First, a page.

My Grandpa Charlie was a giant of a man. He was a researcher, an explainer — oily hands, mucked up coveralls — a beanie wearing man. He tinkered, he fixed, and he taught. His words were never wasted — what he had to say could fall under one of three categories, maybe even all three at once: how respect worked, how trains worked, and how the Lord worked.
So it came as no surprise when my Grandfather, in his polyester baby blue suit, took it upon himself to address the congregation on the workings, the function, and the correct usage of a microphone. Twenty five minutes of facts, diagrams and advice in hopes that his fellow members would start using the microphone correctly, because apparently they weren’t.
“A microphone is a simple yet effective device that converts mechanical energy waves or sound into electrical energy waves. Speaking into a microphone excites the diaphragm that is coupled to a device that creates an electrical current proportional to the sound waves produced.”
Growing up in the depression, he was the original re-cycler, up-cycler, re-user and “I’ll save it later for parts” kind of hoarder. This stalwart member would buy coffee makers at garage sales “for parts.” He kept his very first washing machine “for parts.” And when he no longer felt he could safely drive, he turned in his driver’s license and bought himself a riding lawn mower.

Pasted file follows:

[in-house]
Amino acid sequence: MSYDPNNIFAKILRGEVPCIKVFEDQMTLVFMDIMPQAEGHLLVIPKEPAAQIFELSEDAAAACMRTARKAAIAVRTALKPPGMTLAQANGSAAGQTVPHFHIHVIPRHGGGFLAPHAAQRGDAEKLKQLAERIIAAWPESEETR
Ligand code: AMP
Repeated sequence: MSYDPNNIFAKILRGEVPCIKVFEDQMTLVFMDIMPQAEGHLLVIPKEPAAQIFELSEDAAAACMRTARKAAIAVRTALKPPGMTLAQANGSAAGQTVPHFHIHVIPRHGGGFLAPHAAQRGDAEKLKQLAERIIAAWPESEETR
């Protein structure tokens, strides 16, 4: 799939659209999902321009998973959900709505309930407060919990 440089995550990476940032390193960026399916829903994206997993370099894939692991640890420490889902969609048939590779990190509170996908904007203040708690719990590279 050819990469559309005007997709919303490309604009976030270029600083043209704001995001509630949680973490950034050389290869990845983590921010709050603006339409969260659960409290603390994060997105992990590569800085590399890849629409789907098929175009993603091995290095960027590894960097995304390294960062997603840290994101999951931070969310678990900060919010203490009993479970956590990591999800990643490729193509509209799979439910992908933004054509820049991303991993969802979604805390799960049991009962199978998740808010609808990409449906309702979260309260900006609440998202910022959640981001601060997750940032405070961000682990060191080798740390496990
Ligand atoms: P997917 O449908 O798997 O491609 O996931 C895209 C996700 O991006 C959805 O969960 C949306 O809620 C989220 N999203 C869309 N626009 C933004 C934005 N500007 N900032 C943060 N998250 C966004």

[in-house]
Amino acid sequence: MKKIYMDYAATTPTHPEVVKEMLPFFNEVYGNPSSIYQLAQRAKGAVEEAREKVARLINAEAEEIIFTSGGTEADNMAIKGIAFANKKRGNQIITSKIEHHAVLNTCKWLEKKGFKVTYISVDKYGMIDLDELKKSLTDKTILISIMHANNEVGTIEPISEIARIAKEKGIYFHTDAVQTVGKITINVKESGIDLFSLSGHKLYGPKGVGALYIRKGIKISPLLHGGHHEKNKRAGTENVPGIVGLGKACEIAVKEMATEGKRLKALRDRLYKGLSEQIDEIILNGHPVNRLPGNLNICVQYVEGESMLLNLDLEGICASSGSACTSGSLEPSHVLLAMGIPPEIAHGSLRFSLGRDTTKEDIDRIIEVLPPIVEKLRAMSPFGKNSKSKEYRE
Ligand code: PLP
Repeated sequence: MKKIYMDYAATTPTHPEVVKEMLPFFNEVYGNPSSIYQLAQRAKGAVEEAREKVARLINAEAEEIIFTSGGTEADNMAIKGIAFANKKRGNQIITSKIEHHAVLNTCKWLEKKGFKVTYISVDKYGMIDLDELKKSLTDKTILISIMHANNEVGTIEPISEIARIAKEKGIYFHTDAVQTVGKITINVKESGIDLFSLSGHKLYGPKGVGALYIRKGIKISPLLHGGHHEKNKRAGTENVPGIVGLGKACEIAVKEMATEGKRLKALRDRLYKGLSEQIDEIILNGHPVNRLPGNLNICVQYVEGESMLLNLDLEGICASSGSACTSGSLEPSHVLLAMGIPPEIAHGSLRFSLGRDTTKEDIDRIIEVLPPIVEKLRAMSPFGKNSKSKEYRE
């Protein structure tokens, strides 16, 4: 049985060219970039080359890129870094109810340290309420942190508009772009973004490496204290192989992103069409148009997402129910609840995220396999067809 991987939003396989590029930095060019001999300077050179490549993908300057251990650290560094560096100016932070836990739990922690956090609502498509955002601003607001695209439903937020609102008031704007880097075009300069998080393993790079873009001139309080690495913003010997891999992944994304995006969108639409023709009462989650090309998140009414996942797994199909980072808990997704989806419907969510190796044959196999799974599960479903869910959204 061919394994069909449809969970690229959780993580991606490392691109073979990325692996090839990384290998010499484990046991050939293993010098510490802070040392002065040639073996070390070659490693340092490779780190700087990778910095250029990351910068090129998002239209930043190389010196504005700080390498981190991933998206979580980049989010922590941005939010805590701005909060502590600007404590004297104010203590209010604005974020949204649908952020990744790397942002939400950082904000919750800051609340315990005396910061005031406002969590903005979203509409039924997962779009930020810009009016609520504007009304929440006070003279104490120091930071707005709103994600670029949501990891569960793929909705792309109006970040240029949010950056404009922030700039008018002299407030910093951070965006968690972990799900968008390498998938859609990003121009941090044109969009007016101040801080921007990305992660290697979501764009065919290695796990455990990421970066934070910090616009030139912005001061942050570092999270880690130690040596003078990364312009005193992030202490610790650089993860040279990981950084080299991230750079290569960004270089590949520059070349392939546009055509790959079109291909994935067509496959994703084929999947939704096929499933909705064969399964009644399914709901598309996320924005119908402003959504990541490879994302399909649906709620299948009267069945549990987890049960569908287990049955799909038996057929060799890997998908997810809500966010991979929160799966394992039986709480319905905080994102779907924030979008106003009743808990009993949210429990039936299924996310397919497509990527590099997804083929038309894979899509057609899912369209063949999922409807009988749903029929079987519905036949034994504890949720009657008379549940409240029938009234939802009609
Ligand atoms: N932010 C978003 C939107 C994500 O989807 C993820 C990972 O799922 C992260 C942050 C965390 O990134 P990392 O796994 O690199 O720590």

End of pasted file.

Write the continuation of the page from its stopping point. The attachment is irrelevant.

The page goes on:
After taking off the blades and attaching a wagon, he would drive around the suburbs of Fair Oaks, California, from yard sale to yard sale every Saturday: finagling his neighbors and negotiating them down so he could take their junk for more parts.
“The first microphone was invented as a telephone transmitter by Alexander Graham Bell in 1876. It was a liquid device that was not very practical. In 1886, Thomas Alva Edison invented the first practical carbon microphone. The carbon microphone was used for radio transmissions and extensively in telephone transmitters until the 1970’s when they were replaced by piezoelectric ceramic elements.”
My mother’s first car cost less than $100. After Grandpa Charlie fixed it my mom admits that it ran very well. So what that her boyfriend (coincidentally becoming her husband) would drive up to her family’s home every morning to help her start the car? It was a two person job: hit the carburetor with a hammer while the driver revved the engine. But hey, it worked.
“If you’re using a microphone stand, such as the one before me, be sure to place yourself at the proper distance. The capabilities of different equipment make different demands on the speaker, so find the position that will clearly capture and carry your voice. Speak over or across the microphone, not into it!”
Being the thrift-meister that he was, he certainly had a sweet tooth. Us grandkids would be lounging on the sectional watching the Garfield Goes to Hawaii special while he passed out jellybeans. But just one each. There were only 24 to a bag — barely enough to cover the sure vastness that were his legacy, so you only got JUST ONE.
Seating strategies were perfected as to be the first to pick, ensuring we were not left with the one lone dreaded black jelly bean. At his funeral we had a bowl of jelly beans by the programs, with a kind but stern note that said to “Just take one!” Grandpa would be watching.